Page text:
HIP TO BE SQUARE BY ROBIN DUTT PRESIDENT, HOME HOUSE ARTS SOCIETY What is a square? It is an enclave. A select and sanctioned haven, which boasts by turns, emerald green trees in summer, transformed to amber alveoli in autumn. Somehow removed, quiet, prescribed, most London squares typify and characterize a specific identity within the immediate area. They portray grandeur, proportion, elegance. They somehow even manage to change the very moment itself — shielded from the humdrum melee of hustle and bustle only moments away, in every direction. Portman Square, with Home House as its queen, is one such enclave. It little seems to matter that these essentially 18th century spaces are now fringed by an almost surreal combination of architectural designs and styles. In fact in some ways, this adds to their charm. The Square itself seems sacrosanct. You enter a tangible zone. Even the air seems different there. The Square.


I was in the privileged position of drawing the Wallace Collection from the square and the square from the Wallace Collection’s generous windows in the first floor gallery — a bird’s eye view of the sweeping green lawn.

THE ARTIST IN THE SQUARE FOR EILEEN ON HER BIRTHDAY BY MONIZA ALVI, 2006 The artist in the Square sets up her easel, or perhaps she paints from photographs, or memory — but look, she’s there, under the laburnum, or turning the corner, observing the dappled light on sixty’s deepest red front door. She’s entering the private garden as surely as a key-holder. Fine shadows note her movements. Nothing more.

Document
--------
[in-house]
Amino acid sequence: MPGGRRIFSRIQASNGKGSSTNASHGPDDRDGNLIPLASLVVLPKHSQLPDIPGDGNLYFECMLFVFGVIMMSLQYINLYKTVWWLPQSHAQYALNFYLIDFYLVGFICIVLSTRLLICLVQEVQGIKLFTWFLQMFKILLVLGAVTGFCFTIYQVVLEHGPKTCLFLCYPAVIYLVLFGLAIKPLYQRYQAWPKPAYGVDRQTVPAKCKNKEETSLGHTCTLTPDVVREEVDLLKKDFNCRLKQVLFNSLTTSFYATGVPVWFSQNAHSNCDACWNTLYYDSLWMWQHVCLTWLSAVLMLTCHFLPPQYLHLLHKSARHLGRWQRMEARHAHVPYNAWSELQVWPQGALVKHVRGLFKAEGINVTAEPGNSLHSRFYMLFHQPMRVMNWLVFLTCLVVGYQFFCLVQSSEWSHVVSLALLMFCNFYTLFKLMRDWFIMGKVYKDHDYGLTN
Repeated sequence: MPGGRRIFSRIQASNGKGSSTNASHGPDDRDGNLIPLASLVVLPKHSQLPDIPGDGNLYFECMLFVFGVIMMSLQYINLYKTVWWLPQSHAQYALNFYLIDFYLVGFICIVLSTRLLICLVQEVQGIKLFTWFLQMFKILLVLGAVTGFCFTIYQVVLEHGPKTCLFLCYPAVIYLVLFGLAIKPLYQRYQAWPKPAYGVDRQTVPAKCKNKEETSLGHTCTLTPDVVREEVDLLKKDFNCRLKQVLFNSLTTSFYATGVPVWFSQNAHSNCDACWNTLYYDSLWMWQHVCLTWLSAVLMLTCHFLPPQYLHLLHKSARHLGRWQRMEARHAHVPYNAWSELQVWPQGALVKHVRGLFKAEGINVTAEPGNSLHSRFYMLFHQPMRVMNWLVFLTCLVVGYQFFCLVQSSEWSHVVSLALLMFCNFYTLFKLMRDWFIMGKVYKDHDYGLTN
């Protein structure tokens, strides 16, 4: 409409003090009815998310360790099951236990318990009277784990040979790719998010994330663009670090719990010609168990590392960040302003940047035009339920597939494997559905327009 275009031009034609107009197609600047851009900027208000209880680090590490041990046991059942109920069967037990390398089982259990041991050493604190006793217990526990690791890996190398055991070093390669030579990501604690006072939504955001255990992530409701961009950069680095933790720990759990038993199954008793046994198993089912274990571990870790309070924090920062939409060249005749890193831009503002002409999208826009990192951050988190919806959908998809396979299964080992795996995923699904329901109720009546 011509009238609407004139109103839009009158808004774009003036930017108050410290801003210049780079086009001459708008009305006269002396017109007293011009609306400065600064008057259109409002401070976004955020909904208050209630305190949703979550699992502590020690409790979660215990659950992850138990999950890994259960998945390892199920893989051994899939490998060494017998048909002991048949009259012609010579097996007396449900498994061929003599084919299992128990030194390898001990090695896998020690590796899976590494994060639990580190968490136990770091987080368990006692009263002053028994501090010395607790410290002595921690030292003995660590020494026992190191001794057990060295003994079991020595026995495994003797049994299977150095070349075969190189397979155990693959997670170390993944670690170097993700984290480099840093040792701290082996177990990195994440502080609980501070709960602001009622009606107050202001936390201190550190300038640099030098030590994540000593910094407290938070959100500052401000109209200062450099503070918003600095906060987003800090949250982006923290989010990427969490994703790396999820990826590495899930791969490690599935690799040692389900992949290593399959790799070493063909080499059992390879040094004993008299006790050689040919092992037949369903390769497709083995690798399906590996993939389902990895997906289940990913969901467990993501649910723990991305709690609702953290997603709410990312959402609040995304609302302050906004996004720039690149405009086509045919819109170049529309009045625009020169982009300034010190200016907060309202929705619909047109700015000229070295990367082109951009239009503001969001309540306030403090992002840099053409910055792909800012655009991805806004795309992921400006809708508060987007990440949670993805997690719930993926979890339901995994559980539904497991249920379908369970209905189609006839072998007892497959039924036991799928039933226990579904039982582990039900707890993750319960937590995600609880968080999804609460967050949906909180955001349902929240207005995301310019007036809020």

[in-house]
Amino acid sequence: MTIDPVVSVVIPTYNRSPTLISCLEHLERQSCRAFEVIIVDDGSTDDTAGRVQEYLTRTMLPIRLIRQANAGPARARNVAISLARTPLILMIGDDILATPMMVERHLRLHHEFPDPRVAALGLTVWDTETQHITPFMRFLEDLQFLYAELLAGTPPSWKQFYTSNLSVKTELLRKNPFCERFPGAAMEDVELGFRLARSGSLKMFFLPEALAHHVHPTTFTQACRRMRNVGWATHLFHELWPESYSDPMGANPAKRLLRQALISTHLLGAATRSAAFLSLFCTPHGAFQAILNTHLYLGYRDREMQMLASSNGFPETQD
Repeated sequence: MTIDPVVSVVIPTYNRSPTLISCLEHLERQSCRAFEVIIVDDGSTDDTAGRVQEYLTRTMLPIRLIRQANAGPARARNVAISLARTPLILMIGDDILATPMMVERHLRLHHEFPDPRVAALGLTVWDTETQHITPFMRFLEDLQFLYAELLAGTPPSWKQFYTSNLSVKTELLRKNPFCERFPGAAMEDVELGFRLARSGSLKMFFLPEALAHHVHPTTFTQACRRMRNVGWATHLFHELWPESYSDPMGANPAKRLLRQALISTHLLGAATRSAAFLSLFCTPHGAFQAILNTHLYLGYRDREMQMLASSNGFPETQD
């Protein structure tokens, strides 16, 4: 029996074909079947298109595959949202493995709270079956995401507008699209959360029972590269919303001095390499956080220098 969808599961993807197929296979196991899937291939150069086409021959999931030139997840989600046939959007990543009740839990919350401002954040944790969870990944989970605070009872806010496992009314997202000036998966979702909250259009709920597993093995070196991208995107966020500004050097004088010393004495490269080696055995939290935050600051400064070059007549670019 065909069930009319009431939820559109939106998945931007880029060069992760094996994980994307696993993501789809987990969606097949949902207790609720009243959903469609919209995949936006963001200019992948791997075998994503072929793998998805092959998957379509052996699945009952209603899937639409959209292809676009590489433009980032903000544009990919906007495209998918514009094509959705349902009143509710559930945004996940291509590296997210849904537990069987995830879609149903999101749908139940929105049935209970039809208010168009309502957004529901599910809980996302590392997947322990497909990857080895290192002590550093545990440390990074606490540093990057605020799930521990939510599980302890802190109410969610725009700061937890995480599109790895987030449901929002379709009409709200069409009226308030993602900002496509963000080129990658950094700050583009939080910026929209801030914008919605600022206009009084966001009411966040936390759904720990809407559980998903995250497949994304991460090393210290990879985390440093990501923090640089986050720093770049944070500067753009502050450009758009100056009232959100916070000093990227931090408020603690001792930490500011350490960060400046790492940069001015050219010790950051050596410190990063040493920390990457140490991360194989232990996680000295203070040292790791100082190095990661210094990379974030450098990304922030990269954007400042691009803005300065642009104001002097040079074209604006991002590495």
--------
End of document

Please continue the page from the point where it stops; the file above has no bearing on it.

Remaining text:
I love Manchester Square. While it gives me a frisson to know that Madame du Barry probably dined on the south side at the home of her agent Nathanial Parker Forth just before returning to Paris to face the guillotine, it is Hertford House on the north side that really captures my heart. Large and looming, it was built in the 1770s partly because of the excellent duck shooting behind. It then became the Spanish Embassy and, since the 1790s, has been home to the Marquesses of Hertford and Sir Richard Wallace and their incomparable family collection. The 2nd Marquess and Marchioness of Hertford hosted the most wonderful Waterloo Ball here in 1815, when she was at the height of her special (though comparatively innocent) relationship with the Prince Regent, and a colourful cartoon shows his yellow carriage dashing round Manchester Square with her leaning voluminously out of her new Sitting Room window on the first floor. In the mid-19th century it was the French embassy and in the 1870s Sir Richard and Lady Wallace made huge alterations so that they could best display the magnificent works of art that on her death in 1897 were bequeathed to the British nation as ‘The Wallace Collection’. Today the Square and the Collection are an oasis from the fervour of Oxford Street, and I look from my office window across the monumental plane trees and think how lucky we are to have such a verdant centre to our daily lives. Eileen Hogan’s visual excitement for this Square brings history and memories flooding back while at the same time capturing the real life of this very special space today. I walk through the Square each morning, and entering Hertford House and seeing the Hertfords stupendous French eighteenth-century paintings, furniture, porcelain and metalwork is for me one of the wonders of the world. Many of the works of art came from the court at Versailles, having belonged to Louis XV, to Louis XVI and Marie Antoinette, to Madame de Pompadour and even to Madame du Barry herself. I hope it would please her to know that some of her treasures are now loved and admired just across the Square from where she dined in style all those years ago.